One of my most favorite scenes in any movie ever is the scene where Forrest Gump runs across America. In a moving cinematography montage, Forrest runs through cities, communities and along desert roads. At times, Forrest ran with crowds and at other times alone.
At no time in the two years that Forrest ran was he ever chased down by people with shot guns. He wasn’t killed because someone thought that he was a burglar running their neighborhood – just because of the color of his skin.
On February 23, 2020, a 25-year old black man named Ahmaud Arbery went running. Two men, a father and son, allegedly got in their truck and chased him down believing that he was a burglar in their neighborhood. A viral video showed the men shooting Ahmaud, killing him.
Those men were not arrested until just yesterday.
Today should have been Ahmaud’s birthday. Across America, people of all races ran 2.23 miles to reflect the date of his murder. Depending on how you curate your newsfeed, you’ve seen #irunwithmaud a lot or a little.
As #irunwithmaud today, I had some time to think about what I wanted to say – or more importantly, why I wanted to say something.
After my #irunwithmaud – I ran. I cried. Then, I wrote this post.
When it comes to dealing with racial incidents, it seems like many of my white friends identify with one of the two responses: “deer in the headlights” or the “staring game.”
The “deer in the headlights” is the feeling that sounds like, “Yikes, I’m stuck because I don’t want to say something to tick white or black people off.” Or, they feel like the staring game hoping that someone else will blink first and say something or do something so that they don’t have to.
Maybe I can help. I don’t know. I’m going to try. However, what I’m going to talk about AND ask you to think about will be uncomfortable. But, since people are STILL getting murdered in the year 2020 for the color of their skin, I think that you can handle being a little uncomfortable if you’re willing to be a part of making life better for us all. (UPDATE 5.27.20 – Since I wrote this post, George Floyd was suffocated to death by police officers in Minneapolis.)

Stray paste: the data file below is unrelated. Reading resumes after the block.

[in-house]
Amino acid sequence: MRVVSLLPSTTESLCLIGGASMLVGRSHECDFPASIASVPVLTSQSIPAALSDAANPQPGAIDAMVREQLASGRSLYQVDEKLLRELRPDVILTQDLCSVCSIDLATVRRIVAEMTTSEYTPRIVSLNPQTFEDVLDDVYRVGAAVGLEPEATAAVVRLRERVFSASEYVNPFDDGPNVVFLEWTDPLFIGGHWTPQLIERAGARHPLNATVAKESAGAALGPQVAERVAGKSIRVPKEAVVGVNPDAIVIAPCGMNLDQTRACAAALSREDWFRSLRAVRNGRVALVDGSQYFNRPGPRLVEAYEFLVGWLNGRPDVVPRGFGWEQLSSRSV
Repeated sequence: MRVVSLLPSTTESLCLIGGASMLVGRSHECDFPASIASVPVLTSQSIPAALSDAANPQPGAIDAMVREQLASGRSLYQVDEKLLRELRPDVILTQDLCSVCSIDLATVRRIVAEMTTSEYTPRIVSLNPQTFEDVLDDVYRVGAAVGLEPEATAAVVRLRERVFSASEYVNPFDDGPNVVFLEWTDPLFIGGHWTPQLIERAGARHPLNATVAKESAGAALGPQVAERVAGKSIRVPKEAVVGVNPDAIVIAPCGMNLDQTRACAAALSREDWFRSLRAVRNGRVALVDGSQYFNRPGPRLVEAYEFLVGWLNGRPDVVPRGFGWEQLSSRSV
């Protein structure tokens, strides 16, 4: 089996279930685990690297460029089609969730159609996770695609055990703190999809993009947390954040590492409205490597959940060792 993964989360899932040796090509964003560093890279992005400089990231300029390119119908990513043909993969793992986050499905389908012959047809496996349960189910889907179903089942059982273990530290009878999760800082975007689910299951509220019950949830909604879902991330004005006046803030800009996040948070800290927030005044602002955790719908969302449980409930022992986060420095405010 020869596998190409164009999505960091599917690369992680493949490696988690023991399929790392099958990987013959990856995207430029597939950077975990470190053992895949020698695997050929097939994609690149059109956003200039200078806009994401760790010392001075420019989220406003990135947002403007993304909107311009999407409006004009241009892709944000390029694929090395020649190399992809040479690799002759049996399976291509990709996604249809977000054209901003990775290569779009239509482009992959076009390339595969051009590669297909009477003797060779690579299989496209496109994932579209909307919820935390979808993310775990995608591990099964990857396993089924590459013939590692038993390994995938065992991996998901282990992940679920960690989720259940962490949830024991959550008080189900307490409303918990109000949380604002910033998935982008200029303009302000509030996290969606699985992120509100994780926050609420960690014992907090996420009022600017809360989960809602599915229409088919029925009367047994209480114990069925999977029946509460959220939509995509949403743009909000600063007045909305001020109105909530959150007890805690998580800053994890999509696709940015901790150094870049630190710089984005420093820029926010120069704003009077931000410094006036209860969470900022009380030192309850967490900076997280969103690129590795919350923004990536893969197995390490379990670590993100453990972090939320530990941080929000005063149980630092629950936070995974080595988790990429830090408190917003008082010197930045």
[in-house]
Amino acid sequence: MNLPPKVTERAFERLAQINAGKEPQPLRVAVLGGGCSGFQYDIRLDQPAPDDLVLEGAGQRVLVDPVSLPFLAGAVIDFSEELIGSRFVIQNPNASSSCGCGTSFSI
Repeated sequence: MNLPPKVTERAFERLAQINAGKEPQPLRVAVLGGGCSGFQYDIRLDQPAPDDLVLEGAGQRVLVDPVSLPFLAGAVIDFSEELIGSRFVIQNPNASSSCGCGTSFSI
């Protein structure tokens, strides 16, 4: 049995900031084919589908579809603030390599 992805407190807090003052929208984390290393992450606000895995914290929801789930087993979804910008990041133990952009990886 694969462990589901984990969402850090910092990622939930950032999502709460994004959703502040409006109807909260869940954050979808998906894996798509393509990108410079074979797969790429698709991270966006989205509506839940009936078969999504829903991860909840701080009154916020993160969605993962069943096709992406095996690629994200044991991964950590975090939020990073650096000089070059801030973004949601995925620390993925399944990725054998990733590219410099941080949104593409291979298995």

Here are common questions that I see majority culture asking over and over again whenever a black person is killed because they were black. I don’t know what questions you might ask or hear others ask, but here they are:
- Why did he/she do to cause the cops/another person to shoot or kill them?
Perhaps, you could ask a different question like: “Why did the person who killed him/her believe that they had the right to take their life?”
Another question you could ask is, “Why are people still being killed because of their skin color?”
Here’s one more: “Why is the knee-jerk reaction to rationalize or look for a fault with the dead black person and not the white person that killed them?”
I’ve often heard people say, “Well, if some of those people weren’t committing a crime in the first place, then they wouldn’t have put themselves in danger.”
Perhaps you want to consider this question – since people of all colors and cultures commit crimes, not just black people: Why does arrest seem to come with a higher risk of death for black men than the rest of the population?
- Why do black people insist on “Black Lives Matter”? Don’t all lives matter?
Yes, all lives matter. Black Lives Matter doesn’t diminish the perspective that all lives matter or propose that black lives are more important. It’s a crowd cry for people to recognize black people die more for being black than white people die for being white – and black people want to call attention to that.
Imagine if you’re at a backyard party of 100 people (spaced 6’ apart these days) and twelve of the people in the crowd are black – which is about the percentage of African-Americans in America.
Suddenly, an Confederate flag-wearing intruder with a gun busts into your party. You see him looking for people to shoot. Trust me, you’re not going to be as concerned as the black people in the crowd. The black people will dive for cover behind you because know that they’re way more at risk of death.
There’s a community where I live and to this day, I know that I cannot drive through that community without making sure that I know exactly where my drivers license is at AND my hands are for sure at 10 o’clock and 12 o’clock on my steering wheel. Why? The reputation in that community is that my black life is a threat to the other lives. My life matters less there.